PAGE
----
I remember when driving a passenger car, when I took my foot off the accelerator pedal completely, but remained in gear, the car would normally continue to move at some low speed, different for each gear, more or less constant for each gear (provided the road is flat).

Now I drive a van, and I am surprised it doesn't behave like that. No matter what speed I drive, even if the road is flat, no matter which gear I am in, if I take the foot off the accelerator pedal completely, the van soon comes to a stop, the engine shuts down, and that's it.

Is there something wrong with this van? The van in question is a:

  • Mercedes-Benz 308D year 1992, model 602.316, curb weight 2035 kg (4486 lb)
  • OM601.940 4-cylinder 58 kW (79 hp) 2299 dm3 diesel engine

Is it normal for such vans to behave like this? Can something be regulated to make it behave like the petrol/gas passenger car I drove before, which continued moving at a constant slow speed when I took the foot off the accelerator pedal?


2 Answers 2


I think the listed stats make it pretty clear: you are driving a heavy van with a fairly low power engine. More importantly, it's likely that you have a low torque engine which is critical to keep the vehicle rolling.

What you're used to in the passenger car is the same as what happens in the van, just to a lesser degree. In your passenger car, you were witnessing the engine idler trying to keep the engine from dropping below a target RPM value. In your passenger car, there was sufficient low end torque to overcome the aerodynamic and rolling resistances of the vehicle.

Clearly, in the van, you have less power available and, likely, a much heavier and higher drag vehicle. The engine idler is not able to keep the vehicle moving without your input.

Here are three things to try in order to ensure that this isn't a different problem:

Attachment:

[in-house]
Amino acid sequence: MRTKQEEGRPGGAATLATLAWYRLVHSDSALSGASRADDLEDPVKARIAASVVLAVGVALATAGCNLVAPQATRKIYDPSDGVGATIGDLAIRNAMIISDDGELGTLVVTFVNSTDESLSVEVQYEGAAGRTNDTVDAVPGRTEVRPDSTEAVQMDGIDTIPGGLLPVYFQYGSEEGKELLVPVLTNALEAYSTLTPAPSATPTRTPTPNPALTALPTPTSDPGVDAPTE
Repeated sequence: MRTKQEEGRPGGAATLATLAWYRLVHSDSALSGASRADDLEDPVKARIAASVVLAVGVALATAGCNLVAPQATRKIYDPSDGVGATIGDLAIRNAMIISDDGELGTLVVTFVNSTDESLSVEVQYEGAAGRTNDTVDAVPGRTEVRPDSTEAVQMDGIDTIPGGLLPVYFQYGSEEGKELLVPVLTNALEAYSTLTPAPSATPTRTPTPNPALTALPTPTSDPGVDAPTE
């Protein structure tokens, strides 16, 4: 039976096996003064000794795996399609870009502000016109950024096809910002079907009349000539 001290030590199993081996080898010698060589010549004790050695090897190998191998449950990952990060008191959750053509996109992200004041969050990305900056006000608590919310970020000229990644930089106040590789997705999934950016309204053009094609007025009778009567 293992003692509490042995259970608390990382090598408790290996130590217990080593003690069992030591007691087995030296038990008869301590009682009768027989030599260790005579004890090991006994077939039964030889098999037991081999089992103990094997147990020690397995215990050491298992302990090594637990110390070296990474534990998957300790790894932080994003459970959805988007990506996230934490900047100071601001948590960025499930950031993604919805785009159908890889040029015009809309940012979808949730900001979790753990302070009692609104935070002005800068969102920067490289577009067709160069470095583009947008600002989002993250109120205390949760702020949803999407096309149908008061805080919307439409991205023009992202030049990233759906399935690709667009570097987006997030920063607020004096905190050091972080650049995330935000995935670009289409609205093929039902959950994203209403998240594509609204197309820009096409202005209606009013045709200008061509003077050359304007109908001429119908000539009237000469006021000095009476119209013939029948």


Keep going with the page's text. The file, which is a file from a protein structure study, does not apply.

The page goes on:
1. Does the van idle smoothly with the transmission disengaged? If it stalled immediately even out of gear, you might have a problem.

  2. What happens if you try idling down a shallow hill in the lowest possible gear? If you take some of the rolling resistance out of the equation, your engine idler should be able to pull you along.

  3. Are your tire pressures to spec? If your tires are significantly low, that greatly increases your rolling resistance.

  • When the transmission is disengaged (gear stick in neutral), it idles smoothly. I check the tire pressure every time I am bored near a filling station, so I keep it within spec. I'll try the hill thing when I'll be driving over one. What I wanted to know is maybe something can be regulated to have the engine deliver a little bit more torque when idling, maybe cleaning/changing air filters will help, or something else needs to be done to increase the torque while idle? But maybe I add another question about that.
    – ria
    Commented Apr 14, 2011 at 10:09
  • @miernik, okay, it sounds as if the van is behaving roughly as it is supposed to - tires are good and it idles without load. Some power improvements are definitely going to fix inefficiencies (e.g., an air filter). However, adding more power may interfere with your fuel efficiency goals in other questions.
    – Bob Cross
    Commented Apr 15, 2011 at 1:25

The engine is calibrated to idle at a low speed when the accelerator pedal is released. Otherwise, you would need to keep a foot on the gas while stopped.

When in gear, most cars will continue to feed in a little gas, comparable to the amount needed to idle. This results in the forward creep.

If the force stopping the car exceeds the force accelerating the car, it will slow down. If the clutch is engaged, the engine speed will slow proportionally with the car speed. If the engine speed is too slow, it will stall, often with a sudden jerk.

It sounds like you have stalled the van.

An automatic transmission should never allow a stall. A manual transmission is very easy to stall, and you would probably know this already as it's part of learning to drive stick.

So, most likely, you have a faulty automatic transmission.

  • That is not applicable here, as both the passenger car and the van where manual transmissions. Its in Europe. I didn't ever even sit in the driver's seat of a vehicle with an automatic transmission. Yet in the passenger car with manual transmission it was possible (when releasing the accelerator pedal slowly) to have it keep moving with the foot completely off the accelerator pedal and off the clutch.
    – ria
    Commented Apr 13, 2011 at 18:29
  • @miernik: Well, that doesn't change much. This answer covers manuals, but as I said, I assumed you would recognize a stall. I'd be surprised if you never stalled the passenger car, when you were learning. Commented Apr 13, 2011 at 18:54

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